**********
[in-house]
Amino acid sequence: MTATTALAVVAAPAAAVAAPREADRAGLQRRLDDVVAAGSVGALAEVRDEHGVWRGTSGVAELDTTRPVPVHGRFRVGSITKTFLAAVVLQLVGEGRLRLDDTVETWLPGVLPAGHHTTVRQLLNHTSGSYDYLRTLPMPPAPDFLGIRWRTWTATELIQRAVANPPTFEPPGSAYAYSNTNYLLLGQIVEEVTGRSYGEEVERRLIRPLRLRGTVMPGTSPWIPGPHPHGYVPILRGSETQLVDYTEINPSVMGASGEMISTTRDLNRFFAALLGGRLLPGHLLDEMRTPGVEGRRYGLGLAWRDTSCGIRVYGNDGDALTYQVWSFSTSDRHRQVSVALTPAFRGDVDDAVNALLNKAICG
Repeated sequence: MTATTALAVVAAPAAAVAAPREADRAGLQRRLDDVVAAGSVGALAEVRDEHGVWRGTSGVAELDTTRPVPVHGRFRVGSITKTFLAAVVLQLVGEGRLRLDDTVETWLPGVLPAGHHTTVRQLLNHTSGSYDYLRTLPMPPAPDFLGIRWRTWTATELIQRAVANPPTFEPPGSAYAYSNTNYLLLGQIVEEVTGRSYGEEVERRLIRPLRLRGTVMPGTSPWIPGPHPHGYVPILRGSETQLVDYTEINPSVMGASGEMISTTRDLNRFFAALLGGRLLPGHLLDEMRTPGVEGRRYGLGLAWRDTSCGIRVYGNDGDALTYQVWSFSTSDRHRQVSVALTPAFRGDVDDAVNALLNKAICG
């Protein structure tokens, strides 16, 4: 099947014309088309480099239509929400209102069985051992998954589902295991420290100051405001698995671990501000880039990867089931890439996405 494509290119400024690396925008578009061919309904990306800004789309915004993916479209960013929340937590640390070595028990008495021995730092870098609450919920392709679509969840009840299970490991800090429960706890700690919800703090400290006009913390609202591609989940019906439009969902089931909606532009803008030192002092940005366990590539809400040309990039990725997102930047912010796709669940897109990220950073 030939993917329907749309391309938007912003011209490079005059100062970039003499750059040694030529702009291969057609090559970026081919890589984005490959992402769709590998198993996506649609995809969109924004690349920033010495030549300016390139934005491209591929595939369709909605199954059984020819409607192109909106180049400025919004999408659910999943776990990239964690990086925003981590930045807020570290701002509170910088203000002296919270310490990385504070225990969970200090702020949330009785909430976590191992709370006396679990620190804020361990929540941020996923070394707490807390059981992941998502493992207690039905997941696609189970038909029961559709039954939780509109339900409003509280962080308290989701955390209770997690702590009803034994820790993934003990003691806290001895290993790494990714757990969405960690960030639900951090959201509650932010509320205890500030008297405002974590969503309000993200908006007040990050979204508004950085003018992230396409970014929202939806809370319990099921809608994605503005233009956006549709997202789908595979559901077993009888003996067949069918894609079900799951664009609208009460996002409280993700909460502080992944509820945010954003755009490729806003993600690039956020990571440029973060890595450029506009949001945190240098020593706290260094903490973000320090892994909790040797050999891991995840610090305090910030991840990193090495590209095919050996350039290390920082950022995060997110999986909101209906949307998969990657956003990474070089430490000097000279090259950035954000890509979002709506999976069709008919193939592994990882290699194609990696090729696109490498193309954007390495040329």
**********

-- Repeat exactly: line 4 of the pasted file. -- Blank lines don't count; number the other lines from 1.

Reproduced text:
């Protein structure tokens, strides 16, 4: 099947014309088309480099239509929400209102069985051992998954589902295991420290100051405001698995671990501000880039990867089931890439996405 494509290119400024690396925008578009061919309904990306800004789309915004993916479209960013929340937590640390070595028990008495021995730092870098609450919920392709679509969840009840299970490991800090429960706890700690919800703090400290006009913390609202591609989940019906439009969902089931909606532009803008030192002092940005366990590539809400040309990039990725997102930047912010796709669940897109990220950073 030939993917329907749309391309938007912003011209490079005059100062970039003499750059040694030529702009291969057609090559970026081919890589984005490959992402769709590998198993996506649609995809969109924004690349920033010495030549300016390139934005491209591929595939369709909605199954059984020819409607192109909106180049400025919004999408659910999943776990990239964690990086925003981590930045807020570290701002509170910088203000002296919270310490990385504070225990969970200090702020949330009785909430976590191992709370006396679990620190804020361990929540941020996923070394707490807390059981992941998502493992207690039905997941696609189970038909029961559709039954939780509109339900409003509280962080308290989701955390209770997690702590009803034994820790993934003990003691806290001895290993790494990714757990969405960690960030639900951090959201509650932010509320205890500030008297405002974590969503309000993200908006007040990050979204508004950085003018992230396409970014929202939806809370319990099921809608994605503005233009956006549709997202789908595979559901077993009888003996067949069918894609079900799951664009609208009460996002409280993700909460502080992944509820945010954003755009490729806003993600690039956020990571440029973060890595450029506009949001945190240098020593706290260094903490973000320090892994909790040797050999891991995840610090305090910030991840990193090495590209095919050996350039290390920082950022995060997110999986909101209906949307998969990657956003990474070089430490000097000279090259950035954000890509979002709506999976069709008919193939592994990882290699194609990696090729696109490498193309954007390495040329």